Father David Staples, an honorary assistant and Canon of Christ Church Cathedral is a regular attendee at the Sunday 8:00 am and Wednesday 10:00 am Eucharist. Many have often remarked how much they enjoy his occasional playing of the organ.
David requested that the interview be held in his home in downtown Fredericton, so that we could see “the real David Staples.” His condominium is filled with seven generations of antique furniture and paintings. He shares this “museum” as he playfully calls it, with his friendly Bombay cat, Lucifer. Lucifer sports a sleek, totally black coat, peering at you with eyes that change colour with his mood. It is obvious who rules the roost!
Father David was born in Fredericton, and grew up in Nashwaaksis, attending The Church of St. John the Evangelist which was spiritually and lovingly cared for by the Reverend Canon C. Alvin Hawkes. In the 1960’s, Father David’s organ lessons began at the Cathedral under the competent instruction of Mrs. F. Lansdowne Belyea. Later, while attending Atlantic School of Theology, he was appointed organist of the University of King’s College, Halifax and continued organ and composition studies under Maitland Farmer, a former organist of All Saints Cathedral, Halifax. After receiving his Master of Divinity, David was awarded several scholarships which required the education must be continued outside the Atlantic Provinces. The subject matter was not restrictive, and so organ studies in performance under the internationally acclaimed organist Dagmar Kopecki, with composition, and theory with several other Toronto music professionals filled 1977. He was made a Deacon in 1976 in Fredericton and ordained a priest in 1977 by the Bishop of Toronto for the Diocese of Fredericton. Father Staples returned to the Diocese in 1977 and served as the Rector of the Parish of St. Peter’s, Fredericton, the Parish of New Maryland, and the Parish of Rothesay. Father Staples made many valuable contributions to the fiscal development of this Diocese, chairing several committees of the Board of Finance, and re-organizing and updating the investments of the Diocesan Trust Funds.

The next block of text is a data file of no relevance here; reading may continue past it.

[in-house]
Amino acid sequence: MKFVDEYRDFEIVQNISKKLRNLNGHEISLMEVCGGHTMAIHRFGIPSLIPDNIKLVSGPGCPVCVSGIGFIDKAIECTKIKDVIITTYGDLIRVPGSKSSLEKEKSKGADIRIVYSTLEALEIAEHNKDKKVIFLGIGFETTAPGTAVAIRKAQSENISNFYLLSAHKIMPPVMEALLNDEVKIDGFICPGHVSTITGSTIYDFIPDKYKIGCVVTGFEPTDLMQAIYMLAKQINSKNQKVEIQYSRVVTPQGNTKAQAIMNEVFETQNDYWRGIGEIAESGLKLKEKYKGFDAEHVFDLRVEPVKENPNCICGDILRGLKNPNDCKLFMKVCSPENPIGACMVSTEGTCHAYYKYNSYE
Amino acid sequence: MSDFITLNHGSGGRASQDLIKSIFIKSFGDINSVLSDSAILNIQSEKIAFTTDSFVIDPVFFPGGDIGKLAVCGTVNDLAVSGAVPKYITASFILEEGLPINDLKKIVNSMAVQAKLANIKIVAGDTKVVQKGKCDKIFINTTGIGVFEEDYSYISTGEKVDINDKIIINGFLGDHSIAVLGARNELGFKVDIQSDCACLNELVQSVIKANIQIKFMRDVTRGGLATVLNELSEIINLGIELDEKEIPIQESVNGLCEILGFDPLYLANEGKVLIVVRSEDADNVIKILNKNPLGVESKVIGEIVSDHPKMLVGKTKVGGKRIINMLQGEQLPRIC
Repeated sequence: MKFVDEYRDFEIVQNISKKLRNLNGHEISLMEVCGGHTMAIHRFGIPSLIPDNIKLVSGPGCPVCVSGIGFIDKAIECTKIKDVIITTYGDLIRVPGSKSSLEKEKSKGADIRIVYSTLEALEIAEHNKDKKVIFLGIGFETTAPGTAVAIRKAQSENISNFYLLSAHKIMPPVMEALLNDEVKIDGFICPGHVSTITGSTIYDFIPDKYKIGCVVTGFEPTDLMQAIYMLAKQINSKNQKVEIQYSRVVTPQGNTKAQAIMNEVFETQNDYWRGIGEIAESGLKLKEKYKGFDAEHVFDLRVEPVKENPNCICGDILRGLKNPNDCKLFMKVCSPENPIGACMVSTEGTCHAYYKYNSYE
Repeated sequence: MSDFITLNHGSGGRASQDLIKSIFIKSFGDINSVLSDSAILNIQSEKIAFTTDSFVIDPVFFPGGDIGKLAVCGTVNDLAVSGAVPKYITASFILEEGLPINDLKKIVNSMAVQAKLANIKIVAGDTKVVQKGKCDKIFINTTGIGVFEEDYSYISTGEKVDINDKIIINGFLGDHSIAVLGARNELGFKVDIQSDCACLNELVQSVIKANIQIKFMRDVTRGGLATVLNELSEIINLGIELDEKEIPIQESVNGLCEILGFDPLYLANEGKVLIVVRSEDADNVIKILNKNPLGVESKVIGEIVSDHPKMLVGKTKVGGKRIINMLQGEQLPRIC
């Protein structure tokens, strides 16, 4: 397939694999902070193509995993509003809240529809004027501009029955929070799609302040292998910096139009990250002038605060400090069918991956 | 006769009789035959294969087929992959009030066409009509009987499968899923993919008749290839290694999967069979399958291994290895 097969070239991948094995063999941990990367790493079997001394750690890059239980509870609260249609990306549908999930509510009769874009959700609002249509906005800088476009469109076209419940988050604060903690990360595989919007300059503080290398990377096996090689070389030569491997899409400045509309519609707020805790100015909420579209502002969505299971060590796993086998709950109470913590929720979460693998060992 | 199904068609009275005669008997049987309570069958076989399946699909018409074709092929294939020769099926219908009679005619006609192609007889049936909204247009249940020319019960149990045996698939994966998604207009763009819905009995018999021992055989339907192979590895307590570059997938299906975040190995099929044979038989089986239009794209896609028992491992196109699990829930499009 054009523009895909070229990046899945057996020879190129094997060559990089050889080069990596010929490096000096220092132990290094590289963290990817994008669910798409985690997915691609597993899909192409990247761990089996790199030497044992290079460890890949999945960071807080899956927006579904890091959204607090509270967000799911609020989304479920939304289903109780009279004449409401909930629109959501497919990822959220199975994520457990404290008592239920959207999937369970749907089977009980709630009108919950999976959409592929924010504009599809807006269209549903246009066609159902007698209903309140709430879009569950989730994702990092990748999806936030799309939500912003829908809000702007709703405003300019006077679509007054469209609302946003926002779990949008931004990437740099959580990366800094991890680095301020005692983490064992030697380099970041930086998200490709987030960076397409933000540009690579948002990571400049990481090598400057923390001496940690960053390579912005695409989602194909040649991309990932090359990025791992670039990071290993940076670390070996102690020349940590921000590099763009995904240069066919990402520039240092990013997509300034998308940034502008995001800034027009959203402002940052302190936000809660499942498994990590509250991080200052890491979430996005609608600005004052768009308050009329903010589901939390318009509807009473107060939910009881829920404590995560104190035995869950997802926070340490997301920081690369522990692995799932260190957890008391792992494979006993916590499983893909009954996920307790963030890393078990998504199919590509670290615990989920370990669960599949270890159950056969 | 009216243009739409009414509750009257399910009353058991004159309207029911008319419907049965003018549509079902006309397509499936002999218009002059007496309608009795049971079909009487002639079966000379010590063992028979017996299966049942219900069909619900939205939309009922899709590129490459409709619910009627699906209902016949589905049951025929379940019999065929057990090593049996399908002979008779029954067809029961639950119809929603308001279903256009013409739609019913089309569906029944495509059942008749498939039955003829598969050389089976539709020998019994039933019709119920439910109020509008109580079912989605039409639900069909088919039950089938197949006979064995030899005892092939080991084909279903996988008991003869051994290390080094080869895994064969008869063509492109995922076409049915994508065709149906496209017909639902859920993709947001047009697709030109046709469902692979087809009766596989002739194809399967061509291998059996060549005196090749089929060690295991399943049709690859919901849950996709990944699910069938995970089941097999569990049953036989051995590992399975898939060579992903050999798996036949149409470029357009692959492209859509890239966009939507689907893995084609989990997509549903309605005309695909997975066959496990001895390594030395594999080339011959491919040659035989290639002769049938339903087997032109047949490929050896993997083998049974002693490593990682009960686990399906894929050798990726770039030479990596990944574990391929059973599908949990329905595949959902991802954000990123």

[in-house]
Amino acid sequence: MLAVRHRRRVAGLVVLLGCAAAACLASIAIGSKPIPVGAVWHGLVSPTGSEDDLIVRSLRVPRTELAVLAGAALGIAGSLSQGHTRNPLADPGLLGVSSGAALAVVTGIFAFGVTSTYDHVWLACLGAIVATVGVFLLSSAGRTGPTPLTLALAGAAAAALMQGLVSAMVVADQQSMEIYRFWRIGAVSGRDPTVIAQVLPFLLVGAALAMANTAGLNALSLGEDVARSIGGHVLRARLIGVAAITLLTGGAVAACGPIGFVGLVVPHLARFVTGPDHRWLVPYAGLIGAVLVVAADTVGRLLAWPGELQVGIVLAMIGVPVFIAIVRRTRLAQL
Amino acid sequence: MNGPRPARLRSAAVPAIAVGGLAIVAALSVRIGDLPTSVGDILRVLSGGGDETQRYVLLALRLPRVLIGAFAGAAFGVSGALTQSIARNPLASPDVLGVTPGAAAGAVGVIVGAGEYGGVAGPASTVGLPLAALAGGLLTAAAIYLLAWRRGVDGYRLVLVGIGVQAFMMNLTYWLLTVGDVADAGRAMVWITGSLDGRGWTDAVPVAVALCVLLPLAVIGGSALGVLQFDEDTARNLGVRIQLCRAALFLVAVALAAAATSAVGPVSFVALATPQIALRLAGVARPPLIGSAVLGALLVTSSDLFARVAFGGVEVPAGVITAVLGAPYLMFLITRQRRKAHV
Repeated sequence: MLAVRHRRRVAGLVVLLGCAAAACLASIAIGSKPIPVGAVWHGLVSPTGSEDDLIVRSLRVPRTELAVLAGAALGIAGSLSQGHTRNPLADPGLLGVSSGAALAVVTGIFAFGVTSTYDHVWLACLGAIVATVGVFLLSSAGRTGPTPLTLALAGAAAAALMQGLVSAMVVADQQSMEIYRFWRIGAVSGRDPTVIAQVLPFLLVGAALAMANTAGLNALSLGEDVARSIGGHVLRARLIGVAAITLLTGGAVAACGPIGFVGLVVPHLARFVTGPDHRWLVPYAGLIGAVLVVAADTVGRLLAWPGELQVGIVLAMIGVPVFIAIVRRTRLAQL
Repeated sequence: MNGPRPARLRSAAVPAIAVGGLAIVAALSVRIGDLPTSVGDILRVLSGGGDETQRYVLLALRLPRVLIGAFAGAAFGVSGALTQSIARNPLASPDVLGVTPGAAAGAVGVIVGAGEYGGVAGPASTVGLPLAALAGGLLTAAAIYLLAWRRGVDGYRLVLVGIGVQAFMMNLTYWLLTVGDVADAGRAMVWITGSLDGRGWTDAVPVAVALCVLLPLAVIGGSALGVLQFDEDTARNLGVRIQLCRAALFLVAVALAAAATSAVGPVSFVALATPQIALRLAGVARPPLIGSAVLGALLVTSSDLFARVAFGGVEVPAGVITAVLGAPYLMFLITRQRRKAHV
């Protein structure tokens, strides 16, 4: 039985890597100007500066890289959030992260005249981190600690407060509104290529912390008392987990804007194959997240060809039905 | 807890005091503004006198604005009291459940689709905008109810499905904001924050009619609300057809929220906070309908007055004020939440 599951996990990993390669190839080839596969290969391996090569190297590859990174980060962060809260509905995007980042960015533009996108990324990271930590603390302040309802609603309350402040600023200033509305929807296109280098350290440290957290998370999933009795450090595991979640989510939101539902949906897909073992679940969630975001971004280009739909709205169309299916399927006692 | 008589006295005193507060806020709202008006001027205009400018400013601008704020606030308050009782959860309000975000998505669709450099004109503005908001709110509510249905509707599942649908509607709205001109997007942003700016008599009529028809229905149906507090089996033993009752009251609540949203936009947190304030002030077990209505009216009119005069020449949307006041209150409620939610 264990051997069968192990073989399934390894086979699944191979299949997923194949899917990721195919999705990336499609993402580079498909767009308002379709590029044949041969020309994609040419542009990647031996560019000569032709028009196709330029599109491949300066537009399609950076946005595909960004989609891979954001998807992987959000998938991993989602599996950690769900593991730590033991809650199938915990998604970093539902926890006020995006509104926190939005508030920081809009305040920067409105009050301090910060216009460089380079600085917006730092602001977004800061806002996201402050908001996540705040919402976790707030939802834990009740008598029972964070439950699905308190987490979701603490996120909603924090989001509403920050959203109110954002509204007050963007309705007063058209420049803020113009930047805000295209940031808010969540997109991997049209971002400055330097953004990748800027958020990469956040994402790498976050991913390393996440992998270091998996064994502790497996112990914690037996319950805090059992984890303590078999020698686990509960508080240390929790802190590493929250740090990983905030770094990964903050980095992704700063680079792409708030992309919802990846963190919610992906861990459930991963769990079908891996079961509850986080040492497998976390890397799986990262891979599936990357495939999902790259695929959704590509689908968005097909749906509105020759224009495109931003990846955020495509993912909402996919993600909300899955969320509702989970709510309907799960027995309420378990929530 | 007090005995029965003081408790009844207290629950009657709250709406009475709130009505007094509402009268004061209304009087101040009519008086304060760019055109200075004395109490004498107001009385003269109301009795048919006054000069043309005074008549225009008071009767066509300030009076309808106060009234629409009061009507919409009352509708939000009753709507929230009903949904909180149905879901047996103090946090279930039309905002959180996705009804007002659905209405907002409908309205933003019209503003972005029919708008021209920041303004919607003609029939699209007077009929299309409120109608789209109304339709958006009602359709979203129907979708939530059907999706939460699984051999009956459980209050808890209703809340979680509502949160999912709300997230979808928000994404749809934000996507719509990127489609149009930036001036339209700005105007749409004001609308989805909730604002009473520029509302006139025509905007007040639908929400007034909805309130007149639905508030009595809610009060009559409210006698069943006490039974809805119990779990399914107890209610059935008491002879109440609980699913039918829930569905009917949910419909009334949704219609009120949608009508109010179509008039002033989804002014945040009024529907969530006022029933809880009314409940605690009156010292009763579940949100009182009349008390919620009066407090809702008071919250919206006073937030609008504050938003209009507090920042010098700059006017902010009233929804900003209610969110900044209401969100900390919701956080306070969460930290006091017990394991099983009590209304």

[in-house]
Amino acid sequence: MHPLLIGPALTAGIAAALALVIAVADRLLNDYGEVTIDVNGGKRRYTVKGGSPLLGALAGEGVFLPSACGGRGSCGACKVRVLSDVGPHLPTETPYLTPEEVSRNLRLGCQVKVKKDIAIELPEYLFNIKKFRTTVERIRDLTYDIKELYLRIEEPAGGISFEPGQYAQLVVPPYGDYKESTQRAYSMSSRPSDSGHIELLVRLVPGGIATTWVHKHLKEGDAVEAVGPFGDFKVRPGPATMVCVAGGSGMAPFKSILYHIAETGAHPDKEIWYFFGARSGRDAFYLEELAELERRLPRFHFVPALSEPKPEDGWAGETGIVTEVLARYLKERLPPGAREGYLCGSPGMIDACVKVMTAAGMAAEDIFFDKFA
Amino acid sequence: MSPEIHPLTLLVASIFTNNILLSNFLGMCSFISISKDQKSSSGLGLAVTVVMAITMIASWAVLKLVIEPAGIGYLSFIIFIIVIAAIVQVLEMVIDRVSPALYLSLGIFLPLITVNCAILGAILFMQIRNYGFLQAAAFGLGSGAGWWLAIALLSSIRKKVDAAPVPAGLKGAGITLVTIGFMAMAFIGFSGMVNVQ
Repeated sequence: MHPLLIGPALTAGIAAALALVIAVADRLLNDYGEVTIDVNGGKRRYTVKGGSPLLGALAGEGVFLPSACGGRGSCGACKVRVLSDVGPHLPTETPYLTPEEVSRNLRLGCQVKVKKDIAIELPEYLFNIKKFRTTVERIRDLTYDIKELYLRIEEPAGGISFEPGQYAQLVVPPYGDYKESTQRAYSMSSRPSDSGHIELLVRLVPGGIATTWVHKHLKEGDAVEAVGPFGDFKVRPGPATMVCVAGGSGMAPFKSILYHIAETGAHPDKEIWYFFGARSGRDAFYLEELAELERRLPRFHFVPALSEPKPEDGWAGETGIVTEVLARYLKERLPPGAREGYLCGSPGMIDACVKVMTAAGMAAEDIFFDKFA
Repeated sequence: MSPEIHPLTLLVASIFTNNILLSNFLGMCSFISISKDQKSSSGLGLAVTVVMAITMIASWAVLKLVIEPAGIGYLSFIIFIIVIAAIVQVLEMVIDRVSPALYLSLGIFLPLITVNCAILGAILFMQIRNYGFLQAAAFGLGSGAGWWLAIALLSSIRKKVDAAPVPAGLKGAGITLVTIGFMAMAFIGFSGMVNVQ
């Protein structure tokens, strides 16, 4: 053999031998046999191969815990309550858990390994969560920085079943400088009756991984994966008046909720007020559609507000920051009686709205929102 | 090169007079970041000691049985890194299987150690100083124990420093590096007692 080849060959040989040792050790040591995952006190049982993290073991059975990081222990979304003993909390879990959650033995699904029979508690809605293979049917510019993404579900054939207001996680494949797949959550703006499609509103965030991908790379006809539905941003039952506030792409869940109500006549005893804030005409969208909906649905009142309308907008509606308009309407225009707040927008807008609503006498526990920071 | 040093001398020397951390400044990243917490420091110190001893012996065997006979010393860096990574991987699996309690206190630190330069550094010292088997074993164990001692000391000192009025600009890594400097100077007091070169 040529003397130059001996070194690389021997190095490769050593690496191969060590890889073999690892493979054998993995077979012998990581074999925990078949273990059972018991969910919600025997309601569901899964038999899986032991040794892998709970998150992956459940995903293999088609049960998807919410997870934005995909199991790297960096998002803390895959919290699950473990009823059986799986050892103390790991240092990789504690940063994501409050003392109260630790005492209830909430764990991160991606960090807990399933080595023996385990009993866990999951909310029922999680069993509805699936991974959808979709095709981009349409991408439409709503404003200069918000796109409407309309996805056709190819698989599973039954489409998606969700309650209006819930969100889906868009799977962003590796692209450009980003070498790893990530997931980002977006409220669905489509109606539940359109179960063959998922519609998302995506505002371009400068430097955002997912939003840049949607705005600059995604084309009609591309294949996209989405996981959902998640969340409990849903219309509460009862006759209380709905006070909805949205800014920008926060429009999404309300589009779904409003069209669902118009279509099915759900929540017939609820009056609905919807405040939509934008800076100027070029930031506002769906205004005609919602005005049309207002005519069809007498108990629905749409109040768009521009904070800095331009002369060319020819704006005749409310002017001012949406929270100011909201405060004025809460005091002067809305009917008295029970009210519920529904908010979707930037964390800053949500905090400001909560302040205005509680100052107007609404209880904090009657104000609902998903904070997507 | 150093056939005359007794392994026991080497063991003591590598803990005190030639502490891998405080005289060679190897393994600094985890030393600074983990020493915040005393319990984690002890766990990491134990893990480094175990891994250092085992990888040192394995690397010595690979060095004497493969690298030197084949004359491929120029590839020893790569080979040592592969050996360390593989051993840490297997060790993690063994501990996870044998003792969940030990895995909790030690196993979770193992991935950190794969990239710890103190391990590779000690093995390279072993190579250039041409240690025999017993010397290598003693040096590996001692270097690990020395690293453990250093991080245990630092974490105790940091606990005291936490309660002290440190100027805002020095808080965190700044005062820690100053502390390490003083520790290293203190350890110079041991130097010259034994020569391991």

For those who know him, David has a remarkable sense of humour, and a ready twinkle in his eyes. He says that has helped him accept the limitations brought on by the progressive advancement of the degenerative disease called Parkinson’s and the recovery from back surgeries which have curtailed many of his former activities.
For those who know him, David has a remarkable sense of humour, and a ready twinkle in his eyes.
In the past, Father Staples has been Chairman of the Friends of the Beaverbrook Art Gallery, a Chairman of the Fredericton Chapter of the Royal Canadian College of Organists, a member of the Board of Governors of the University of Kings College, Halifax, and a fellow of the Royal Society of Artists. Currently, he continues as an Honorary Assistant at the Cathedral and is a Chaplain of Jurisdiction in the Military and Hospitaller Order of Saint Lazarus of Jerusalem.
When asked about what he feels was the highlight of his career, he movingly reflects on interaction with individuals whom he has helped to develop a deep faith.
David has many and varied interests: music, theology, history, visual art, the economy and yes, even medicine, to the horror of his doctors. We wish him well with his health struggles which he appears to be managing well.
So glad to see Fr. David Staples featured — He is an inspiration in all the ways you describe.
Fredericton has truly been blessed to have Father David as an engaged member of our community. He is a kind and caring individual with a broad range of talents. His gift of music and celestial talent in playing the organ have brought enjoyment to many of our fellow citizens. His contributions to numerous organizations in our city have benefited from his leadership and wisdom. They are far too many to list but noteworthy is his contributions to the arts, museums, music and education.All of us who have known Father David over the years can attest to the fact that he has made a significant difference to our community and he has been a source for positive and progressive change.